Genetic Assessment of Shiga Toxin and Antibiotic Resistance of E. coli Isolated from Milk of Cows infected with Sub-clinical Mastitis
Keywords:cow, subclinical mastitis, E. coli, shiga toxin, antimicrobials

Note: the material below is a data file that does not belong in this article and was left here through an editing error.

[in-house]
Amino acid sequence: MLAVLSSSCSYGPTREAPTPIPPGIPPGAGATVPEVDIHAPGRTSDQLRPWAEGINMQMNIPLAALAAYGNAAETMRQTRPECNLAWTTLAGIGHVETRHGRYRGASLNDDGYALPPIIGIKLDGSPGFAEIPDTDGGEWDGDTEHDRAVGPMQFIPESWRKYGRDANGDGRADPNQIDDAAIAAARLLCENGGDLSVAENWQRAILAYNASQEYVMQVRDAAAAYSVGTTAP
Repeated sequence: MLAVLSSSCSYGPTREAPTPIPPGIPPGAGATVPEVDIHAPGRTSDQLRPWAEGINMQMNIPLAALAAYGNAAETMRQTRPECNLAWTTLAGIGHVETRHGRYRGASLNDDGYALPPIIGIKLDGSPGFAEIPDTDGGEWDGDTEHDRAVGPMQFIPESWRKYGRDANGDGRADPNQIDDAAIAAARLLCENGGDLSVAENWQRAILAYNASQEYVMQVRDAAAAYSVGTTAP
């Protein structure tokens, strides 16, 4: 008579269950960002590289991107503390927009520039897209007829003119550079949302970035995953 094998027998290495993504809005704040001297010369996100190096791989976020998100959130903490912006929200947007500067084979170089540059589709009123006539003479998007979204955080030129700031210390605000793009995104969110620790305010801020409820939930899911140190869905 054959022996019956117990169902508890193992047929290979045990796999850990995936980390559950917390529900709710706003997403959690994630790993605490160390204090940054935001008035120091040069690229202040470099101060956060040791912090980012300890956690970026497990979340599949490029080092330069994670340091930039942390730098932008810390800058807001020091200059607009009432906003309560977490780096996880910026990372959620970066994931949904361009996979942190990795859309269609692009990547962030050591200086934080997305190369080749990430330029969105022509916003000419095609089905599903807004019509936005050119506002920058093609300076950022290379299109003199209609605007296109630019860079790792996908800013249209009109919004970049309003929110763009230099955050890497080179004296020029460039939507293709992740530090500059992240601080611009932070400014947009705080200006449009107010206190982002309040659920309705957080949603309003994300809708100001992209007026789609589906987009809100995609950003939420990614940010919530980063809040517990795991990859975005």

Bovine subclinical mastitis was one of the most important health problems facing dairy industry, its impact exceeded the economic aspects and extended to potential negative effects on human health. The current study aimed to determine the prevalence of E. coli as an important mastitic pathogen and identify some of its most important virulence gene as well as their antimicrobial resistance profile. In the present study E. coli was isolated and biochemically identified whereas out of 100 subclinically mastitic milk samples was nine samples were positive for E. coli with 9% prevalence rate. Serotyping of these isolates declared that 3 isolates were serotype O26:H11, 2 isolates in serotype O91:H21 and 1 isolate in each of serotypes O55:H7, O128:H2, O146:H21 and O124. Antimicrobial resistance profile of the obtained isolates showing that all the isolates were 100% resistant to both erythromycin and streptomycin, while 88.9% (8/9) were sensitive to gentamicin. The presence of 3 important virulence factors including shiga toxin1(stx1), shiga toxin 2 (stx2) and intimin (eae) genes, among the obtained isolates was reported using PCR. Molecular investigation revealing that 2 isolates contain all studied virulence genes (stx1, stx2 and eae), 3 isolates contain (stx1 and stx2), while stx1 was detected solely in 2 isolates, also 1 isolate contain only stx2 and lastly 1 isolate was negative for any of the studied virulence factors. In a conclusion, there was a 9% prevalence rate of E. coli in subclinically mastitic milk samples in the current study, indicating its importance as a mastitic pathogen. The shiga toxin genes (stx1 & stx2) are widely distributed among E. coli isolates, while the intimin (eae) gene is less prevalent in comparison to shiga toxin genes. Also the recorded high multidrug resistance rate among the isolates posing threat to human health though entrance of these strains into the human being food chain whereas the isolated E. coli strains had the highest resistance to erythromycin and Streptomycin (100%), followed by Clindamycin (77.8%), Nalidixic acid (66.7%), and Gentamicin (11.1%) was the lowest.
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